How to Avoid Getting Scammed During the Holidays & What to do If You Fall Victim
Although they work year-round, scammers tend to put in overtime during the holiday season. Being scammed can often mean losing money that can’t be recovered—or worse, having your identity stolen. It’s a devastating and time-consuming misfortune to experience. But you can help protect yourself by knowing what scams are common during the holidays, and how to verify legitimate businesses.
Holiday Scams to Watch Out For
Charitable giving increases during the holidays as people look to give back or hope to save on taxes—and scammers are ready to take advantage. Charity scams can take place online and even over the phone. According to the FTC, scammers will rush people into making a donation, or trick them by thanking them for a donation they never paid for and then asking for payment. They will also use vague and sentimental claims while asking for a donation but won’t detail how they’ll donate your money. Always research any charity before you donate (Charity Navigator rates charities by transparency, accountability and financial health) and never give money by gift card, cryptocurrency, or wire transfer.
Package Delivery Scams
Most of us are used to tracking our packages online or through text messages—new habits which scammers are using to their advantage. The Federal Communications Commission (FCC) warns of delivery notification scam calls and texts. These text messages and calls look like they’re from a legitimate mail or package courier, such as the U.S. Postal Service, and include a fake tracking link. The link will lead you to a website to enter personal information, or it will install malware, a software designed to gain unauthorized access, on your phone or computer. The malware will then start stealing your information. Package delivery scams can also take the form of voicemail messages prompting you to call back to receive your delivery; the call can result in high connection fees and expensive per-minute rates. The FCC says these numbers can start with an 809 area code or other 10-digit international numbers. These scams may also request money in return to deliver a package, such as a customs fee or tax. If you receive a message about an unexpected package delivery, or delay in delivery, always be cautious before moving forward. You can identify harmful links by checking to see if there are any misspelled words, such as “fedx.com.” When in doubt, contact the courier directly for accurate information about your deliveries.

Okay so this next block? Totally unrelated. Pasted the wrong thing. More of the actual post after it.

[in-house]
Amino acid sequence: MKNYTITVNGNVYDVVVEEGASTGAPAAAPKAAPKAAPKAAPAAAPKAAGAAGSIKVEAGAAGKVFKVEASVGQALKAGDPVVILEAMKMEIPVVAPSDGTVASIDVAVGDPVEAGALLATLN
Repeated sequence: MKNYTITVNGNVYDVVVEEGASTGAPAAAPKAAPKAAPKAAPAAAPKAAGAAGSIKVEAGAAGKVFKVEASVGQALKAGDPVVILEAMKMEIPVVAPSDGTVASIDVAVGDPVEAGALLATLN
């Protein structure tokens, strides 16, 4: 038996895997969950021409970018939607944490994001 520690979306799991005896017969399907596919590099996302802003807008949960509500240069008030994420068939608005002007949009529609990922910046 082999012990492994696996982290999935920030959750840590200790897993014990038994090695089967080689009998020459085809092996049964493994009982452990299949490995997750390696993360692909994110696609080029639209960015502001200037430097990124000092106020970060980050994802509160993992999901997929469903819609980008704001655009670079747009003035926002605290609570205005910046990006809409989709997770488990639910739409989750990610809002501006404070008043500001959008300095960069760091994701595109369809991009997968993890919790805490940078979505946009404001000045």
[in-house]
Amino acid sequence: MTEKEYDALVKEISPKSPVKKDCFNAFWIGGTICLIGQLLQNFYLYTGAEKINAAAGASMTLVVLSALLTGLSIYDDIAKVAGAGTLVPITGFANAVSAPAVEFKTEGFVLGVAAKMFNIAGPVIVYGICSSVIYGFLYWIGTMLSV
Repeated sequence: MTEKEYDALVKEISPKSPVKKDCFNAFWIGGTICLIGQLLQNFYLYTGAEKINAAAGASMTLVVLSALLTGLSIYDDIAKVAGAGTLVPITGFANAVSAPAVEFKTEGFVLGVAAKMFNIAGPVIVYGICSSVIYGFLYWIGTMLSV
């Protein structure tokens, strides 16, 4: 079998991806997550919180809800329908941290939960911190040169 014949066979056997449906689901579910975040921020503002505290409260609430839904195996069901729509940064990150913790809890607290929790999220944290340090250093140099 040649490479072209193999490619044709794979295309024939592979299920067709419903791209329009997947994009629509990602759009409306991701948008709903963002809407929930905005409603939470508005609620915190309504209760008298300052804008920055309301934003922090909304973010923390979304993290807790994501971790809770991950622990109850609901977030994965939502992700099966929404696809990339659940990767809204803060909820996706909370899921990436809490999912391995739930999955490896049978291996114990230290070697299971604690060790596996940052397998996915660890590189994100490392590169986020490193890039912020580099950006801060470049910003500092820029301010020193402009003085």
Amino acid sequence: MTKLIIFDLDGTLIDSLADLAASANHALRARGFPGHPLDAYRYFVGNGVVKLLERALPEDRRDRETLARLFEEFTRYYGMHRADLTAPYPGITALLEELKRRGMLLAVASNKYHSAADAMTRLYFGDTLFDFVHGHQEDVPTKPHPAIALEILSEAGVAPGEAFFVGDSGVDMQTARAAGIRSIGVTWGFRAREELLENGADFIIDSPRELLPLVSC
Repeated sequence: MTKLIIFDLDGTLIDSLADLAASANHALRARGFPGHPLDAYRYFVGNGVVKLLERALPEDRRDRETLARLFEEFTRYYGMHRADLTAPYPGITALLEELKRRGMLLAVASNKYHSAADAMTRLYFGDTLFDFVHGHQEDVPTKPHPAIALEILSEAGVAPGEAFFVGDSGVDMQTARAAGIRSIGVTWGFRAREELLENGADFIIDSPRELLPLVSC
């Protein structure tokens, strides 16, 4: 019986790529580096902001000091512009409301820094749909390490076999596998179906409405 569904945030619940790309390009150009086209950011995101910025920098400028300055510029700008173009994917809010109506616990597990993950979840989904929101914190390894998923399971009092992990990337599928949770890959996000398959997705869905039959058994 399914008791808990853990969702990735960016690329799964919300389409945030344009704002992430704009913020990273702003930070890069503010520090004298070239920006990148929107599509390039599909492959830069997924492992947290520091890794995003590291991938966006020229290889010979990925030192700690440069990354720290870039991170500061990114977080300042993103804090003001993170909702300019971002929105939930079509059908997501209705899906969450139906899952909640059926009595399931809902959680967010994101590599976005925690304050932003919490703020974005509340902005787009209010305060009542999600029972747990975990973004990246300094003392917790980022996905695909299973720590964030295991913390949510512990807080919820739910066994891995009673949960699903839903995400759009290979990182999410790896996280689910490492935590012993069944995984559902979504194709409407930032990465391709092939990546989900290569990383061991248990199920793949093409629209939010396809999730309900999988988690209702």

Fake Gift Exchanges
Gift exchanges are popular during the holidays in workplaces and among families and friends. But when you see one pop up on your social media feeds, you should know it’s probably a scam. The Better Business Bureau (BBB) warns of the “Secret Sister” gift exchange that emerges on social media each holiday season. It promises participants they’ll receive up to 36 gifts in exchange for sending one gift, such as a bottle of wine or purchasing a $10 gift online. To participate, it asks you to provide your name, address and information about your friends. While it may sound fun to exchange gifts and “pay it forward” to strangers, the BBB warns that this is an illegal pyramid scheme in disguise.
“…You give away your personal information, and you’re left with buying and shipping gifts or money to unknown individuals, in hopes that the favor is reciprocated by receiving the promised number of gifts in return,” writes the BBB. “Unfortunately, it doesn’t happen.” Not only will you likely not receive any gifts in return, but the schemers will sometimes use the personal information you provided to put you on other scam lists, or worse—commit identity theft. The BBB advises people to report social media posts for these gift exchanges if they see them in their feeds.
3 Steps to Take If You Think You’ve Been Scammed
Realizing you’ve fallen victim to a scam can be overwhelming. You might experience feelings of guilt or shame for falling into the scammer’s trap. What’s most important is that you take action quickly to remedy the situation.